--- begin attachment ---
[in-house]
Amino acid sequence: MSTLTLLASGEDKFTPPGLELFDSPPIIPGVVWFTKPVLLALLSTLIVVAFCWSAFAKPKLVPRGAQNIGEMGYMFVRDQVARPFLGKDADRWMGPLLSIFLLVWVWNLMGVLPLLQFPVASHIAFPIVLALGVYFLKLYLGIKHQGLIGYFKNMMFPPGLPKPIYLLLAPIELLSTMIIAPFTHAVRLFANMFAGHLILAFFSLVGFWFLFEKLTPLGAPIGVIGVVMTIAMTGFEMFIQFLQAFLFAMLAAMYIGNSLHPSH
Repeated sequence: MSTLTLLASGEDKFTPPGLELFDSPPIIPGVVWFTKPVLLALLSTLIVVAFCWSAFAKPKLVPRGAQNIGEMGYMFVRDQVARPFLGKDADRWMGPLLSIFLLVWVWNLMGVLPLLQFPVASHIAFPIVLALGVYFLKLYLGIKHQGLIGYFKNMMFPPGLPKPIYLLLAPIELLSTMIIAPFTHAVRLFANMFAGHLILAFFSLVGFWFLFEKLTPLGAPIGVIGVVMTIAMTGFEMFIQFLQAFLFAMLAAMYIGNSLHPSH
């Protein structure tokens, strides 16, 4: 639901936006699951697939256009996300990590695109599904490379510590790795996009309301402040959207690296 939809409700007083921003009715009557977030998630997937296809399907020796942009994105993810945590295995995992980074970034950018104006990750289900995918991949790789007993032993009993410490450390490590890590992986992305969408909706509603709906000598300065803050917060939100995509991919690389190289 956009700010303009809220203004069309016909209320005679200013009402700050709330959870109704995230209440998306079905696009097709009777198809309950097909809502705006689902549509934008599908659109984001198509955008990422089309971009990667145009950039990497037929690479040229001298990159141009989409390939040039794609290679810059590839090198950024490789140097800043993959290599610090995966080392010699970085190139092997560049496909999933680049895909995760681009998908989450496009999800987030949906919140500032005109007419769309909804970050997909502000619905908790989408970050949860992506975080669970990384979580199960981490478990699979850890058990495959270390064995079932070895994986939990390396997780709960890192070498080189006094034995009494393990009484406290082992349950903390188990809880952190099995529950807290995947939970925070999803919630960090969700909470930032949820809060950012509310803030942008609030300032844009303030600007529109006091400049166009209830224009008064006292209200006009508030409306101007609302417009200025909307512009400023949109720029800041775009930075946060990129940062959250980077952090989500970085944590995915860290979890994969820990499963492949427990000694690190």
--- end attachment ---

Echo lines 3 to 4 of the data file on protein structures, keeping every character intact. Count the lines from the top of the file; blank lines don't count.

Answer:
Repeated sequence: MSTLTLLASGEDKFTPPGLELFDSPPIIPGVVWFTKPVLLALLSTLIVVAFCWSAFAKPKLVPRGAQNIGEMGYMFVRDQVARPFLGKDADRWMGPLLSIFLLVWVWNLMGVLPLLQFPVASHIAFPIVLALGVYFLKLYLGIKHQGLIGYFKNMMFPPGLPKPIYLLLAPIELLSTMIIAPFTHAVRLFANMFAGHLILAFFSLVGFWFLFEKLTPLGAPIGVIGVVMTIAMTGFEMFIQFLQAFLFAMLAAMYIGNSLHPSH
């Protein structure tokens, strides 16, 4: 639901936006699951697939256009996300990590695109599904490379510590790795996009309301402040959207690296 939809409700007083921003009715009557977030998630997937296809399907020796942009994105993810945590295995995992980074970034950018104006990750289900995918991949790789007993032993009993410490450390490590890590992986992305969408909706509603709906000598300065803050917060939100995509991919690389190289 956009700010303009809220203004069309016909209320005679200013009402700050709330959870109704995230209440998306079905696009097709009777198809309950097909809502705006689902549509934008599908659109984001198509955008990422089309971009990667145009950039990497037929690479040229001298990159141009989409390939040039794609290679810059590839090198950024490789140097800043993959290599610090995966080392010699970085190139092997560049496909999933680049895909995760681009998908989450496009999800987030949906919140500032005109007419769309909804970050997909502000619905908790989408970050949860992506975080669970990384979580199960981490478990699979850890058990495959270390064995079932070895994986939990390396997780709960890192070498080189006094034995009494393990009484406290082992349950903390188990809880952190099995529950807290995947939970925070999803919630960090969700909470930032949820809060950012509310803030942008609030300032844009303030600007529109006091400049166009209830224009008064006292209200006009508030409306101007609302417009200025909307512009400023949109720029800041775009930075946060990129940062959250980077952090989500970085944590995915860290979890994969820990499963492949427990000694690190």